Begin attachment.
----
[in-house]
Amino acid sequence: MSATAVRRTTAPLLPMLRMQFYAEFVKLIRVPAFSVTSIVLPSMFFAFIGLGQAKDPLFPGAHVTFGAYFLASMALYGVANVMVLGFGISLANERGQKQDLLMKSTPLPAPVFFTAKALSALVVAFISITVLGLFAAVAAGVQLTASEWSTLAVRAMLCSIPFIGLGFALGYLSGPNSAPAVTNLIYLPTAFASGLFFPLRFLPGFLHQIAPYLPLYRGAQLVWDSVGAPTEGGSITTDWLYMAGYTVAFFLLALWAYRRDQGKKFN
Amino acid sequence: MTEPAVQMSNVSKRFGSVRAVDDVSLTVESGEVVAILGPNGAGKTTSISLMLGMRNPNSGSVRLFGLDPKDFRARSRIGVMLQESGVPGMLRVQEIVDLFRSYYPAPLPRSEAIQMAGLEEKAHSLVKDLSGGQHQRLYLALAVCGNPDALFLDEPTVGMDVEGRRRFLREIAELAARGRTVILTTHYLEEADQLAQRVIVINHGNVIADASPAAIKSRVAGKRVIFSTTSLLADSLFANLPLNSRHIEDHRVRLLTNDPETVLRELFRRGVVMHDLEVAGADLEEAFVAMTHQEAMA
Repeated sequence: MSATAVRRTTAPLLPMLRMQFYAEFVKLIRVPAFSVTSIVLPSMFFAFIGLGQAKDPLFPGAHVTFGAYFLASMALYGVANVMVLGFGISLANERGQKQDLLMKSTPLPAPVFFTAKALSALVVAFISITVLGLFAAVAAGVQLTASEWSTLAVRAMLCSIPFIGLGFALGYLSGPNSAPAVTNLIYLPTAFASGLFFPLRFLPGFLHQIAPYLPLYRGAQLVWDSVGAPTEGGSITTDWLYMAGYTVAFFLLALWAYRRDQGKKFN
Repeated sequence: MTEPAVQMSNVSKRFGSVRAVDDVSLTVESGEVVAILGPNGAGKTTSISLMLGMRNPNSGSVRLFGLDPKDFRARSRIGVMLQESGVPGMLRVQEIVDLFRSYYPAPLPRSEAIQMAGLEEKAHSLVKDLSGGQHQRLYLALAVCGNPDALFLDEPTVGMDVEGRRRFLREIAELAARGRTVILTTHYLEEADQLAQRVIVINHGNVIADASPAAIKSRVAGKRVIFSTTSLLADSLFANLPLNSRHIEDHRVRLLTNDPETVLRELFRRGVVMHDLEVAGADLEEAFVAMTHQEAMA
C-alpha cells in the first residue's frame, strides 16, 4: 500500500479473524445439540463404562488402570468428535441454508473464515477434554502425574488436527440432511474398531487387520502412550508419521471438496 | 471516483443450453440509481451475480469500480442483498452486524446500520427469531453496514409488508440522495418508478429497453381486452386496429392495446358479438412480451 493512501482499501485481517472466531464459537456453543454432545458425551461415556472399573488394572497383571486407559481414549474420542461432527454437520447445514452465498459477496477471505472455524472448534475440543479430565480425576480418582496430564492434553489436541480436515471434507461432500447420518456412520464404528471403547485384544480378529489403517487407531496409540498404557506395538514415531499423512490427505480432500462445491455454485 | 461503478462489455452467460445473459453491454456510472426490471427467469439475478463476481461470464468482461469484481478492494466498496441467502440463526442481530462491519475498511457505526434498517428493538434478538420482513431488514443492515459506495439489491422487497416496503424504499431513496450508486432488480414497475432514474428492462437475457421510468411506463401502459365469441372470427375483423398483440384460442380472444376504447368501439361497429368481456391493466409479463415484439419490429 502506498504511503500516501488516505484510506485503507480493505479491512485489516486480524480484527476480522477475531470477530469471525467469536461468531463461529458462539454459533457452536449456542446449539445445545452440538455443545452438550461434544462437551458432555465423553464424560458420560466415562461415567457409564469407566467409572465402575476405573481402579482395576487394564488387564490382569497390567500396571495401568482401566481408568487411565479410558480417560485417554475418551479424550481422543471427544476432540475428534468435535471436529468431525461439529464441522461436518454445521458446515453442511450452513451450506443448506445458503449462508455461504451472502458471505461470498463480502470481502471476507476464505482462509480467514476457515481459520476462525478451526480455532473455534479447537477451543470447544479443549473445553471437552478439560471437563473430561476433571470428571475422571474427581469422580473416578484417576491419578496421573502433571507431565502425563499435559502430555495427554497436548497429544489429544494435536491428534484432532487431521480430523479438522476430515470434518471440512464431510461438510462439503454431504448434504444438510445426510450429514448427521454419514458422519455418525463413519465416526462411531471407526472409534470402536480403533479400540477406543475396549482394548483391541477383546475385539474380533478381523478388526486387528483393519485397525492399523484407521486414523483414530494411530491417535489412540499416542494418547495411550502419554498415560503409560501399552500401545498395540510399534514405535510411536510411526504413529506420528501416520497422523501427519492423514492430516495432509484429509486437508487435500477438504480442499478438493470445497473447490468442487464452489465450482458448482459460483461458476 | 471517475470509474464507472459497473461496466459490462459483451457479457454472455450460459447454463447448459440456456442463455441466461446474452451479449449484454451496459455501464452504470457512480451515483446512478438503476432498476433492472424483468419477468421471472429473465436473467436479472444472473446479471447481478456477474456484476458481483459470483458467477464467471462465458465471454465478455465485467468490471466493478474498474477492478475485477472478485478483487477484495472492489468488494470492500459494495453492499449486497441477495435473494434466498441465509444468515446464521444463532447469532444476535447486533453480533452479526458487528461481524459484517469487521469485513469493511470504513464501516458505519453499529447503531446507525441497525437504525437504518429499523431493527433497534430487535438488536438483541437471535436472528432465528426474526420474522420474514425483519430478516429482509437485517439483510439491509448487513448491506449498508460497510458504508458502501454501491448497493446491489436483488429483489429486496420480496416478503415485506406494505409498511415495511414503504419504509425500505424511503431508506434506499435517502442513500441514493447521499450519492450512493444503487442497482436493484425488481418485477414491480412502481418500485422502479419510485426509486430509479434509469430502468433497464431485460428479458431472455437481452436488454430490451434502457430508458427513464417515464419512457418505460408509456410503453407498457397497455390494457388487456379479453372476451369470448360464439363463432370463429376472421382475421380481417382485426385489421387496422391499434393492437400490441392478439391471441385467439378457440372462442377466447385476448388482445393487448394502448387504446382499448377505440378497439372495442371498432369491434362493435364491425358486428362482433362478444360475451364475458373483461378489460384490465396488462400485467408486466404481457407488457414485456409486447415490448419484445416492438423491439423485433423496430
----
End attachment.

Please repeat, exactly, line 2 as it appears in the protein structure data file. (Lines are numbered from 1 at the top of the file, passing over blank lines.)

Amino acid sequence: MSATAVRRTTAPLLPMLRMQFYAEFVKLIRVPAFSVTSIVLPSMFFAFIGLGQAKDPLFPGAHVTFGAYFLASMALYGVANVMVLGFGISLANERGQKQDLLMKSTPLPAPVFFTAKALSALVVAFISITVLGLFAAVAAGVQLTASEWSTLAVRAMLCSIPFIGLGFALGYLSGPNSAPAVTNLIYLPTAFASGLFFPLRFLPGFLHQIAPYLPLYRGAQLVWDSVGAPTEGGSITTDWLYMAGYTVAFFLLALWAYRRDQGKKFN